Dinosaur (Greek for "terrible lizard") is the name given to various kinds of large extinct reptiles of the Mesozoic Era (from 230 to 65 million years ago), the interval during which they were the dominant land animals on Earth. The term was proposed as a formal zoologic name in 1842 by the British anatomist Sir Richard Owen, in reference to large fossil bones unearthed in southern England, but it is used today only in an informal sense. The various kinds of dinosaurs are classified in two formal categories, the orders Saurischia and Ornithischia, within the reptilian subclass Archosauria.
Different types of dinosaurs varied greatly in form and size, and they were adapted for diverse habitats. Their means of survival can only be inferred from their fossil remains, and some inferences are in dispute. They ranged in weight from 2 to 3 kg (4 to 6 lb), in the case of COMPSOGNATHUS, and up to 73 metric tons (160,000 lb), in the case of BRACHIOSAURUS. Most dinosaurs were large, weighing more than 500 kg (1,100 lb), and few weighed less than 45 kg (100 lb). Most were herbivores, but some saurischians (the theropods, for example) were carnivorous. The majority were four-footed but some ornithischians (the ornithopods, for example) and all carnivores strode on their hind legs.
Always classified as reptiles, dinosaurs have traditionally been assumed to have been reptilian in their physiology, cold-blooded, and ectothermic (dependent on external heat sources). In recent years several different lines of evidence have been interpreted as indicating that dinosaurs may have had warm blood and high rates of metabolism, comparable to birds and mammals. Evidence supporting this view includes upright posture and carriage; mammallike microscopic structure of bones; skeletal features suggestive of high activity; and specialized food-processing dentitions and low ratios of dinosaurian predators to prey animals, both suggesting high food requirements. The evidence is not conclusive--all the facts can be alternatively explained--but some dinosaurs may have been endothermic (maintaining body temperature and heat production by internal metabolic processes).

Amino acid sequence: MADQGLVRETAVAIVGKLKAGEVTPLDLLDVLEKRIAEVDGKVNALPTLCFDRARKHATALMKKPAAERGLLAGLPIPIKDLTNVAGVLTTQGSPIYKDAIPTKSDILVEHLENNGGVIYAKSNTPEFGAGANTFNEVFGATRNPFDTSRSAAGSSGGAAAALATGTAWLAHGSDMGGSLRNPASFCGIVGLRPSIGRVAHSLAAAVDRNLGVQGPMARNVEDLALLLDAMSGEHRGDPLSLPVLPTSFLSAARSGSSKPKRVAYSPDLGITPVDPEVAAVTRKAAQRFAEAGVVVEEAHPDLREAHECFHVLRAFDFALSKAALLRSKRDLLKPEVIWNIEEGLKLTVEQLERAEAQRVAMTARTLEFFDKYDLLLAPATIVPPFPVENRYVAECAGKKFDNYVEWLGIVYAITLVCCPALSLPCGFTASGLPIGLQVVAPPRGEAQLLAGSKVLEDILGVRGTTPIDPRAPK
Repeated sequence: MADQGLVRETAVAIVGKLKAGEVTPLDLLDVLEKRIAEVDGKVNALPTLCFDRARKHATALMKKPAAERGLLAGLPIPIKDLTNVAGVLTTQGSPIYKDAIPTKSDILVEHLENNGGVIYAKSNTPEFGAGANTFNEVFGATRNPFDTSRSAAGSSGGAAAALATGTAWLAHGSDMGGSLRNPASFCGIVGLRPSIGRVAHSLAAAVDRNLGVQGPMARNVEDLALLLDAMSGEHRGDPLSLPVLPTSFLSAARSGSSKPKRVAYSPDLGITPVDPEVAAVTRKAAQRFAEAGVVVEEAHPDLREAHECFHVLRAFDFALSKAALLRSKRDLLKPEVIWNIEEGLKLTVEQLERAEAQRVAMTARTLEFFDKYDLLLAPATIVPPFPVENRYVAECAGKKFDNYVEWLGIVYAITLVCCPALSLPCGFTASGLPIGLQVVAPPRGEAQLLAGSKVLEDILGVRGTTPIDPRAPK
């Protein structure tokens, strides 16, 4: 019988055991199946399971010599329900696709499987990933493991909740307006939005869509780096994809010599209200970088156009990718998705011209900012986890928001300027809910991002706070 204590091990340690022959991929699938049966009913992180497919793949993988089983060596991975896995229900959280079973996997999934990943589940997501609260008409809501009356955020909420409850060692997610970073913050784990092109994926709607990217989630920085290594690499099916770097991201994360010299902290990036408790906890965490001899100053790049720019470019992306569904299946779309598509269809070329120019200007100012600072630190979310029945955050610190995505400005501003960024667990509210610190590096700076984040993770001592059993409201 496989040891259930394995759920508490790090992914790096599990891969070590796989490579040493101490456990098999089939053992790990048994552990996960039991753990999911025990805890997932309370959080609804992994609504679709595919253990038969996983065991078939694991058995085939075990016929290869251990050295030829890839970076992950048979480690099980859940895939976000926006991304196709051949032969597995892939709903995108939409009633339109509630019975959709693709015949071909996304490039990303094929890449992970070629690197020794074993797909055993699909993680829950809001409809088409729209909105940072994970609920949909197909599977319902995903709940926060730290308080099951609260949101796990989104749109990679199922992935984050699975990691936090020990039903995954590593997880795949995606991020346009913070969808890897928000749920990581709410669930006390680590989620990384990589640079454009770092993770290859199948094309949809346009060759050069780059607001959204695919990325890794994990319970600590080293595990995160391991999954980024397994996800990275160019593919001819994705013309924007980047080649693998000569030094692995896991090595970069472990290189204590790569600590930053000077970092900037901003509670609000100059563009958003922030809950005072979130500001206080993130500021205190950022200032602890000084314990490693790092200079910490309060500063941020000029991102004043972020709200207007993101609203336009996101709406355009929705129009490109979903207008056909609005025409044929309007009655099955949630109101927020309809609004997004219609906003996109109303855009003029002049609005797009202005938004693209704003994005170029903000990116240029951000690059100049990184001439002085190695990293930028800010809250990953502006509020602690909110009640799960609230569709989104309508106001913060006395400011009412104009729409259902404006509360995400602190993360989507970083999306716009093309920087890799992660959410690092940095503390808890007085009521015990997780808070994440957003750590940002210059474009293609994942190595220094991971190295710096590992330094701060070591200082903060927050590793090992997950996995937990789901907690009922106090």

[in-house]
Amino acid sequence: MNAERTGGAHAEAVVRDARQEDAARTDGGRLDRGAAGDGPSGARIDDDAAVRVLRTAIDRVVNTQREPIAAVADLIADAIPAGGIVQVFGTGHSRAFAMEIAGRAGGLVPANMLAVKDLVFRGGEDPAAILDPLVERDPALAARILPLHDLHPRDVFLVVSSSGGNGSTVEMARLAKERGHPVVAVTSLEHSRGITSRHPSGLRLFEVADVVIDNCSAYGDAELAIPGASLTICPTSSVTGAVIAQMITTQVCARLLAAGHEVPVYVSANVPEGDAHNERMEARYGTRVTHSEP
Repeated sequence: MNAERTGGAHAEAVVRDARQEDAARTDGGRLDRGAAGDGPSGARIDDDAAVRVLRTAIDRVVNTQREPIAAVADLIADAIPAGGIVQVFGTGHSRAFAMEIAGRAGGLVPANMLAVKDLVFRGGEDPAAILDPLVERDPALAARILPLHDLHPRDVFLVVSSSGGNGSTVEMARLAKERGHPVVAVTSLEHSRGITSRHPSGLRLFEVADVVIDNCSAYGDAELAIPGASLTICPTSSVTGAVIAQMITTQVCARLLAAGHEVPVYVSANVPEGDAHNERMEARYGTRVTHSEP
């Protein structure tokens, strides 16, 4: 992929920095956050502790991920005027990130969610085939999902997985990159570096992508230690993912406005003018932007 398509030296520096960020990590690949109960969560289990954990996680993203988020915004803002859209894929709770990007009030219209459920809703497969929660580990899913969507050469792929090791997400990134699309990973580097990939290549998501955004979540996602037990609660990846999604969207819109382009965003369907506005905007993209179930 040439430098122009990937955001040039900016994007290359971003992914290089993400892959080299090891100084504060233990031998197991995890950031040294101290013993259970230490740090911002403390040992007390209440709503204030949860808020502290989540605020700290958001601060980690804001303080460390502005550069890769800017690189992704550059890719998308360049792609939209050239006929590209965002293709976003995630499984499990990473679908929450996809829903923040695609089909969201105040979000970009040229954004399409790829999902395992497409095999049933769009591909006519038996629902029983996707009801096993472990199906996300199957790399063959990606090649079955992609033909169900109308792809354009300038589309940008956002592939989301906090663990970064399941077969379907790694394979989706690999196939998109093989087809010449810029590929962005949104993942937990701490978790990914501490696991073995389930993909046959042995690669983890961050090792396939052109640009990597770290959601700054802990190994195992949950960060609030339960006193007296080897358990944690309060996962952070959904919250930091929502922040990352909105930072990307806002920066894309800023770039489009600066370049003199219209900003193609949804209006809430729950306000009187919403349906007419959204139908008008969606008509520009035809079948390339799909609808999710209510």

The reproductive means of most dinosaurs is as yet unknown. Fossil eggs, attributed to one of the horned dinosaurs (PROTOCERATOPS) and a sauropod (Hypselosaurus), have been discovered in Mongolia and France. Fragments that are presumed to be of dinosaur eggs have also been found in Brazil, Portugal, Tanzania, and the U.S. states Colorado, Montana, and Utah. In Montana, Utah, Alberta (Canada), and the Gobi Desert fossils of unhatched dinosaur eggs have been discovered. This evidence indicates egg-laying (oviparous) reproduction in dinosaurs, like most modern reptiles. A few scientists believe that some dinosaurs may have given birth to living young, but no conclusive evidence has yet been found.
Text compiled by Mr. John H. Ostrom ( Source: Grolier Encyclopedia)
In Gujarat Stegosaurus, Megallosarus, Iguanadon, Triceratops, Brontosarus, were few species of dinosaurs that roamed from place to place during Cretaceous and Jurassic periods. Fossil of new species of a dinosaur is found from Naramada River basin called Rajasaurs Narmadensis. World's one of the huge hatcheries is found just 80 km from Ahmedabad that houses fossils of various species of Dinosuras. In Kutchchh/ Kutch three species of dinosaur fossils are found.
Kutchchh/Kutch is fascinating place for paleontologists , amature reserchers and dino enthusiasts.
We organise tailormade field visits.